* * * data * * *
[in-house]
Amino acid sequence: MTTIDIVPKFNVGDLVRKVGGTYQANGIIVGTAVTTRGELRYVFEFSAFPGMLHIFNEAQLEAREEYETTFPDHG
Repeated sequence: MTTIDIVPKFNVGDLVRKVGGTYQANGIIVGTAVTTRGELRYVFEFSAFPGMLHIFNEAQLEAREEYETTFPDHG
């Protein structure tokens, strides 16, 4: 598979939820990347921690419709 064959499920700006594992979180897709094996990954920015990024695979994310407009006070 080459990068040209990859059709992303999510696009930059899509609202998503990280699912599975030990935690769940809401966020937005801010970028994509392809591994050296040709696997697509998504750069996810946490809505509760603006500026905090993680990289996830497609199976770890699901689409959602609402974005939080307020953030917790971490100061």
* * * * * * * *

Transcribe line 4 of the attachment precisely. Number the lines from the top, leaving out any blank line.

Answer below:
């Protein structure tokens, strides 16, 4: 598979939820990347921690419709 064959499920700006594992979180897709094996990954920015990024695979994310407009006070 080459990068040209990859059709992303999510696009930059899509609202998503990280699912599975030990935690769940809401966020937005801010970028994509392809591994050296040709696997697509998504750069996810946490809505509760603006500026905090993680990289996830497609199976770890699901689409959602609402974005939080307020953030917790971490100061």